Fly Fishing for Bass Michigan’s Other Fishery

October 14, 2004
  • Midwest Fly Fishing Magazine; October 2004


The Midwest is blessed with a greater variety of fresh water angling opportunities than anywhere else and Michigan is no exception. One of the under utilized fisheries for fly fisherman here in Michigan is the warmwater resource. I have talked to avid Michigan fly fisherman who actually live on warmwater lakes and yet never uncase their fly rods until they get to one of the better-known trout streams. Michigan’s warmwater lakes are so numerous that even conventional tackle anglers do not put an undue amount of pressure on this fishery. With a small boat, suitable rods and lines, and a box of bass flies, anglers can find many angling opportunities close to home. According to Michigan DNR information, largemouth bass are shallow water fish preferring water depths of less than 20 feet. My personal experience confirms this fact making this predator a perfect target for fly fisherman. If undisturbed, some bass will stay in the shallow water cover, even during the middle of the day.

Lake maps are an indispensable resource for finding lakes that are likely candidates for exploration. If the map of the lake has the contour lines too close to the shoreline and the majority of the lake has depths greater than 20 feet, then avoid that lake. Instead look for lakes with shallow water shelves near drop-offs. The drop-off does not have to be great, even a few feet will do. Once on the lake, if these shallow water areas have some cover in the form of lily pads, reeds or man-made structures then chances are good that bass will be present. The amount of development on a lake is also a consideration. Development doesn’t necessarily mean that fishing is bad. Lake George (my home lake) has cottages and homes around most of the shoreline, however it is an excellent bass lake. On this lake, instead of casting to natural cover, I cast primarily to boat docks, swim platforms and other manmade structures. It is not always easy to tell the amount of development from lake maps. Exploration is just part of the fun. Sportsman Connection (1423 North Eight Street, Superior, Wisconsin, 54880 and Bright Spot Maps (PO Box 1342, LaPorte, Indiana, 46350) both publish good lake map books for Michigan.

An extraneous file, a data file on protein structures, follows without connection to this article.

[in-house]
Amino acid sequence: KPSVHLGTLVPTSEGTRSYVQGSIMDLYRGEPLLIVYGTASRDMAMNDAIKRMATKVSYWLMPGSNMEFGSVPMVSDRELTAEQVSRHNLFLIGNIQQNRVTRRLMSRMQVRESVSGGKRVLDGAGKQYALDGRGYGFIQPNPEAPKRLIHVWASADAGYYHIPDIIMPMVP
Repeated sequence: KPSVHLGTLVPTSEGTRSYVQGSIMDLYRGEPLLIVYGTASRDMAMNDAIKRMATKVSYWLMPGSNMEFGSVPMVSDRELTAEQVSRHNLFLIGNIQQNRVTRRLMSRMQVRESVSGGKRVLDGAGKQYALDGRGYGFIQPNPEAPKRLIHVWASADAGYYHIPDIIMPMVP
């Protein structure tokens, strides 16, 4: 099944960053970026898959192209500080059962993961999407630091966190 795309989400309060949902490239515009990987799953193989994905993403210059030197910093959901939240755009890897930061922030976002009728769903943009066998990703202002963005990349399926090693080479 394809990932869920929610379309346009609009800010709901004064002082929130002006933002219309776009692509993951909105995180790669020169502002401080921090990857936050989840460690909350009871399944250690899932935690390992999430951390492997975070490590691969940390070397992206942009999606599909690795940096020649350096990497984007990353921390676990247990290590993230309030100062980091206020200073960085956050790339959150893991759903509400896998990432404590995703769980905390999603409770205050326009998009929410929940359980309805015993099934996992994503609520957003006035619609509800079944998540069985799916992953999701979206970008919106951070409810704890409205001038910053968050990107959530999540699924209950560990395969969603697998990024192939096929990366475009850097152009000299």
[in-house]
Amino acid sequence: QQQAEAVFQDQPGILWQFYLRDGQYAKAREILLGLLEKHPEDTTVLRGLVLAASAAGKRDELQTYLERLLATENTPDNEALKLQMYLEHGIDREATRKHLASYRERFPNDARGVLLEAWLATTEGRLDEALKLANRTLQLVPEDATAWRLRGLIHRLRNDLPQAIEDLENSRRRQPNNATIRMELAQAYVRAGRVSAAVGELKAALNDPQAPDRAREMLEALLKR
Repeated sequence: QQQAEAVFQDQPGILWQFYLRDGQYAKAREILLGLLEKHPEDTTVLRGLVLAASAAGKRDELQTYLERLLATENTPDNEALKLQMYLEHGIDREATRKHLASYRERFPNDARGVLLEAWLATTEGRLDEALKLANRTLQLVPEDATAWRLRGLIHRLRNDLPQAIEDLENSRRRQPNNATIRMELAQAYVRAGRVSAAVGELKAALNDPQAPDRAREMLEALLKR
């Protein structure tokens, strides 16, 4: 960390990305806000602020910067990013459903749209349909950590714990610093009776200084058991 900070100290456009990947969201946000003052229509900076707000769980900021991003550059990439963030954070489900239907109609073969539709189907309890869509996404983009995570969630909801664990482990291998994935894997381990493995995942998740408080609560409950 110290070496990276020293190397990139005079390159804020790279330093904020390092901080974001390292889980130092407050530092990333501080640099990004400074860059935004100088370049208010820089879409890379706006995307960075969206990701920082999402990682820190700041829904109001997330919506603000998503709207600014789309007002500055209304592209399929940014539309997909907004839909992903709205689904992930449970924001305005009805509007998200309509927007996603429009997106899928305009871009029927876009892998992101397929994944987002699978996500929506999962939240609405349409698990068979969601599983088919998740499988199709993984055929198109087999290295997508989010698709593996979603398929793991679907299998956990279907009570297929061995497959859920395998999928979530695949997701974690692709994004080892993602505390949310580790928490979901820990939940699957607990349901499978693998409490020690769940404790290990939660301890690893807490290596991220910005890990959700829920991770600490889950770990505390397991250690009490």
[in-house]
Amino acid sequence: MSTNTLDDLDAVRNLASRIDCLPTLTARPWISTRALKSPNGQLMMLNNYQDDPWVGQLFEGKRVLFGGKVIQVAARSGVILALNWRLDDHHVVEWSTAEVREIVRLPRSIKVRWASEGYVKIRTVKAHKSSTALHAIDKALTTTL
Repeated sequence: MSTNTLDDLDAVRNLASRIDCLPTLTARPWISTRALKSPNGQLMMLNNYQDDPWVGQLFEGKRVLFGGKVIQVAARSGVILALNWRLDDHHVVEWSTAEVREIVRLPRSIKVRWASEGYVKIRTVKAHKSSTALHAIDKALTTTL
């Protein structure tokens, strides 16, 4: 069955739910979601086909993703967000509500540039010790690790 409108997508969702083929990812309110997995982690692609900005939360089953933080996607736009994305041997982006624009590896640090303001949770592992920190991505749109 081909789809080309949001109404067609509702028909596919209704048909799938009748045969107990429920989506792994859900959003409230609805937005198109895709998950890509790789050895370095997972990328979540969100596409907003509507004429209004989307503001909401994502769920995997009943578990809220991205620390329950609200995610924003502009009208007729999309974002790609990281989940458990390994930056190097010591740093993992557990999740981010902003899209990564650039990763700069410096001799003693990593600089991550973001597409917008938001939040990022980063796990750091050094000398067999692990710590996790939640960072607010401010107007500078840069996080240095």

A Sampling of Lakes

One of my favorite lakes is Lily Lake in Clare County. This 161-acre lake has an abundance of shallow water cover for the fly fisherman. With a large amount of undeveloped shoreline, the angler casts to lots of natural cover in the form of lily pads and reeds. The reed islands directly out from the boat ramp are a good place to start. Use topwater and diving flies in the morning and evening. Bottom bouncing flies are a good choice any time of day. Arbutus Lake in southeast Grand Traverse County is another good lake for the fly fisherman to try. This scenic 395-acre lake is divided into 5 different lakes with passages of varying sizes between each lake. The public boat launch is on lake #2. It is a good concrete boat launch with plenty of parking. A good place to begin fishing is the shallow bay on lake #2 across from the public boat launch. Try the edges of the lily pad cover early and late with topwater bugs or diving deer hair frogs. During the middle of the day try the deeper areas of this bay with a sink tip line and wooly buggers or other swimming flies. Lakes #1 and #5 would also be worth exploring. Perhaps the best largemouth lake in Michigan is Fletcher Floodwater (or Fletcher Pond). This 8000 to 9000 acre impoundment of the Upper South Branch of the Thunder Bay River is located on the border of Alpena and Montmorency counties. With large stump fields and an average water depth of less than 10 feet, this is an ideal location providing the fly fisherman with plenty of targets for casting. Bring plenty of heavy tippets, however, as large fish can easily break off around all of the woody cover. These three lakes just scratch the surface of the lakes that are available in Michigan. Even though common patterns emerge with all lakes they each have their own character and it’s always a thrill to launch my boat into a new lake. If you are looking for another opportunity to use your fly rod then give this resource a try. You will not be disappointed in Michigan’s other fishery.